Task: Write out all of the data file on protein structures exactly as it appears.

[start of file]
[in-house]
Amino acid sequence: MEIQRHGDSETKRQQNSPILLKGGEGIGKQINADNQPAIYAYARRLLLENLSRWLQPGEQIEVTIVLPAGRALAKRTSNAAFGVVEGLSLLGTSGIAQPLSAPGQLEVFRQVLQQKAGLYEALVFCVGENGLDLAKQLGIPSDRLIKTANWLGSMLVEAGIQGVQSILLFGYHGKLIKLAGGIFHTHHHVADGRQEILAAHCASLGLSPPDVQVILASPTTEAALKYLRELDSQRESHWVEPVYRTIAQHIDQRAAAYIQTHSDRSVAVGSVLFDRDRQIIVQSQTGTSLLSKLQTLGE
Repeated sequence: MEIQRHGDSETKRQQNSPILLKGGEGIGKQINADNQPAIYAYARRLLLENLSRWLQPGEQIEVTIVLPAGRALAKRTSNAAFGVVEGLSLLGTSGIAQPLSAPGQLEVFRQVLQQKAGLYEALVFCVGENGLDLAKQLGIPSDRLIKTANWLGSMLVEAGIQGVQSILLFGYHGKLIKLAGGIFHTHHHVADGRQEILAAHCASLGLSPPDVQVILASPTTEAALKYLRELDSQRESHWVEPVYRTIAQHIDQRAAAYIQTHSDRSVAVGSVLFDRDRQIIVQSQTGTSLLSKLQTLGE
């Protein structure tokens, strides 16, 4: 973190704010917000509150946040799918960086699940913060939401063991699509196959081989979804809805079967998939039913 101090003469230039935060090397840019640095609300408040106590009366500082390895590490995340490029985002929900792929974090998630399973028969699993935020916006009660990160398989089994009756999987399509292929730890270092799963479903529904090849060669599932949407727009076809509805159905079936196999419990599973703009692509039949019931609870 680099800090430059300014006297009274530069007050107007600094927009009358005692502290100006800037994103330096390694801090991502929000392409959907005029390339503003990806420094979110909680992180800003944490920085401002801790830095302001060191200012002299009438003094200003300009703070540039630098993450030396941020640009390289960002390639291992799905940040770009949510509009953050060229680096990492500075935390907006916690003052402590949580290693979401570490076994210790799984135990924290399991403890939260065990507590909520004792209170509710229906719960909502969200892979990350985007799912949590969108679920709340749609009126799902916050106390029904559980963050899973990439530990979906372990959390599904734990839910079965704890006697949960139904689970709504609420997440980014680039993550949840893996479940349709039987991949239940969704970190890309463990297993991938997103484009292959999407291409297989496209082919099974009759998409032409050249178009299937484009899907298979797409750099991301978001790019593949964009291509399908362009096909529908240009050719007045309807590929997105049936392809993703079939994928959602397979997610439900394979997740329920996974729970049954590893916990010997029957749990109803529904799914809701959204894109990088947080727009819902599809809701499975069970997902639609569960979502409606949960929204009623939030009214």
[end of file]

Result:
[in-house]
Amino acid sequence: MEIQRHGDSETKRQQNSPILLKGGEGIGKQINADNQPAIYAYARRLLLENLSRWLQPGEQIEVTIVLPAGRALAKRTSNAAFGVVEGLSLLGTSGIAQPLSAPGQLEVFRQVLQQKAGLYEALVFCVGENGLDLAKQLGIPSDRLIKTANWLGSMLVEAGIQGVQSILLFGYHGKLIKLAGGIFHTHHHVADGRQEILAAHCASLGLSPPDVQVILASPTTEAALKYLRELDSQRESHWVEPVYRTIAQHIDQRAAAYIQTHSDRSVAVGSVLFDRDRQIIVQSQTGTSLLSKLQTLGE
Repeated sequence: MEIQRHGDSETKRQQNSPILLKGGEGIGKQINADNQPAIYAYARRLLLENLSRWLQPGEQIEVTIVLPAGRALAKRTSNAAFGVVEGLSLLGTSGIAQPLSAPGQLEVFRQVLQQKAGLYEALVFCVGENGLDLAKQLGIPSDRLIKTANWLGSMLVEAGIQGVQSILLFGYHGKLIKLAGGIFHTHHHVADGRQEILAAHCASLGLSPPDVQVILASPTTEAALKYLRELDSQRESHWVEPVYRTIAQHIDQRAAAYIQTHSDRSVAVGSVLFDRDRQIIVQSQTGTSLLSKLQTLGE
């Protein structure tokens, strides 16, 4: 973190704010917000509150946040799918960086699940913060939401063991699509196959081989979804809805079967998939039913 101090003469230039935060090397840019640095609300408040106590009366500082390895590490995340490029985002929900792929974090998630399973028969699993935020916006009660990160398989089994009756999987399509292929730890270092799963479903529904090849060669599932949407727009076809509805159905079936196999419990599973703009692509039949019931609870 680099800090430059300014006297009274530069007050107007600094927009009358005692502290100006800037994103330096390694801090991502929000392409959907005029390339503003990806420094979110909680992180800003944490920085401002801790830095302001060191200012002299009438003094200003300009703070540039630098993450030396941020640009390289960002390639291992799905940040770009949510509009953050060229680096990492500075935390907006916690003052402590949580290693979401570490076994210790799984135990924290399991403890939260065990507590909520004792209170509710229906719960909502969200892979990350985007799912949590969108679920709340749609009126799902916050106390029904559980963050899973990439530990979906372990959390599904734990839910079965704890006697949960139904689970709504609420997440980014680039993550949840893996479940349709039987991949239940969704970190890309463990297993991938997103484009292959999407291409297989496209082919099974009759998409032409050249178009299937484009899907298979797409750099991301978001790019593949964009291509399908362009096909529908240009050719007045309807590929997105049936392809993703079939994928959602397979997610439900394979997740329920996974729970049954590893916990010997029957749990109803529904799914809701959204894109990088947080727009819902599809809701499975069970997902639609569960979502409606949960929204009623939030009214």